Now, with Riverdale putting a new spin on Josie and the Pussycats, Hanley — who’s heard nothing but great things about Ashleigh Murray’s take on the tenacious teenaged rock star, and plans to start binge-watching the CW show soon — is glad to see that little has changed, in that young women especially still see themselves in these characters who continue to pick up guitars and blow people’s minds.

“I was an Archie Comics freak,” she says. “All of those characters might as well have been real to me; they were as real to me as television characters. I went into the newsstand and bought the comics — if there was a special Jughead one, I’d buy it. I was into it, and I think a lot of kids felt that way. The fact that all of these iterations come out every decade or so, a brand new expression of the comics, it just speaks to the strength of those characters and that world. They’re relatable but endlessly interesting. The politics of teenage relationships, like, that’s everything.”

“I’m almost 50 years old, and I still have those kinds of politics in my life, navigating those relationships,” she added. “It never gets easier. We can all relate.”

As Hanley did on the Josie and the Pussycats soundtrack, Murray’s Josie leaves her mark on adored hits, like Kelis’ “Milkshake” or Blondie’s “I Feel Love” — she’s able to leave her mark on Josie’s legacy, too, by lending her crystalline voice to original songs that fans love as much as the covers.

And though some cat ears brought them together, it’s clear to see that the women who brought Josie to life are the ones who keep her alive — and keep audiences coming back for generations.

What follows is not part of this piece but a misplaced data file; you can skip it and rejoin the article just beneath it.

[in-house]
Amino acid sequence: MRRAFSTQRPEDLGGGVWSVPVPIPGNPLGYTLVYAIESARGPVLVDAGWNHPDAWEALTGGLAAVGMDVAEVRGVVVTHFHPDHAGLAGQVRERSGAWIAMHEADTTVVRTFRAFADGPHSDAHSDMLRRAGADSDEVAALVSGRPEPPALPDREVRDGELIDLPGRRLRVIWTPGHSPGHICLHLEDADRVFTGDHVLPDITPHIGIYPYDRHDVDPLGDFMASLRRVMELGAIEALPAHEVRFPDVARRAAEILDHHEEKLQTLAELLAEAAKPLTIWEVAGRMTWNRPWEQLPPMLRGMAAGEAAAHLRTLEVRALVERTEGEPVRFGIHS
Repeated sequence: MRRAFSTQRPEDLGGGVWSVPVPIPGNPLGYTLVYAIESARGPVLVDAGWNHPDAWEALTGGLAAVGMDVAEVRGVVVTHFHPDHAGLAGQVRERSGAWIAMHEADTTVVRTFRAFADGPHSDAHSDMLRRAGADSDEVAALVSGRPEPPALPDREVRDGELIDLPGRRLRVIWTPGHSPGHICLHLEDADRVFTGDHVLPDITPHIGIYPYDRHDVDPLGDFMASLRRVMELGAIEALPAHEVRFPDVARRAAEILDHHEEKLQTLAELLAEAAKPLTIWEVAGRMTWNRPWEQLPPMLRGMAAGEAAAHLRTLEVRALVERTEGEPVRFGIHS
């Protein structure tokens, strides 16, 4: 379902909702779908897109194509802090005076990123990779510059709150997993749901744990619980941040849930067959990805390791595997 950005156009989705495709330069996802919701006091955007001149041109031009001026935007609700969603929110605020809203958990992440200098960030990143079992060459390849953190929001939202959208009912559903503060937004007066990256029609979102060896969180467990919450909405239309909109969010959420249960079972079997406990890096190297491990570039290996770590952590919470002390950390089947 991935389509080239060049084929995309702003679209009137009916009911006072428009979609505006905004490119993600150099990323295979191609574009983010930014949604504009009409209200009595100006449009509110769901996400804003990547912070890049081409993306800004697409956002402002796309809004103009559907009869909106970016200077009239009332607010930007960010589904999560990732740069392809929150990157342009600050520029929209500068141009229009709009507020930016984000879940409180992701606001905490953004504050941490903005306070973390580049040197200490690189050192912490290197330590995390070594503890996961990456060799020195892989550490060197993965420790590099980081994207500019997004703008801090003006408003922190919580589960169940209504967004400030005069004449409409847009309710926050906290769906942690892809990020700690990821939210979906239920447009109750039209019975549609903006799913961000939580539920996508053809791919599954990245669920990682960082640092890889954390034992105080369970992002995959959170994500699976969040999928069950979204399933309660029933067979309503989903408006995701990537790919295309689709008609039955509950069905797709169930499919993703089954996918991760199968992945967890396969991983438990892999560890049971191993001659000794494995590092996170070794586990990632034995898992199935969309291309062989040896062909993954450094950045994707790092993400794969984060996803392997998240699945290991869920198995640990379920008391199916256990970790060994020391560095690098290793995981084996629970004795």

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In Defense Of Stranger Things‘ Sweet, Sensitive Will Byers

It’s sometimes easy to forget about Will Byers, the quiet, hapless kid at the center of Stranger Things. He’s not as forthcoming (or foul-mouthed) as Dustin, or as charismatic as Lucas. He’s not a natural leader like Mike, and he can’t flip a van with his mind like Eleven. He can’t even top Max’s Dig Dug score. So when he’s not being used as a human vessel for the Mind Flayer, he mostly tends to fade into the background.

To be fair, it’s not really his fault. Throughout the eight-episode first season of Stranger Things, Noah Schnapp’s Will was little more than a mawkish phantom. The middle-school misfit’s mysterious disappearance haunted everyone — his anxious mother, Joyce; his introverted older brother, Jonathan; the local police chief; and his best friends and fellow outcasts, Mike, Dustin and Lucas. As such, we mostly learned about Will through the people he left behind. The main takeaway? Will Byers is not like most boys coming of age in Hawkins, Indiana, in 1984. And it’s not because of his fondness for The Clash.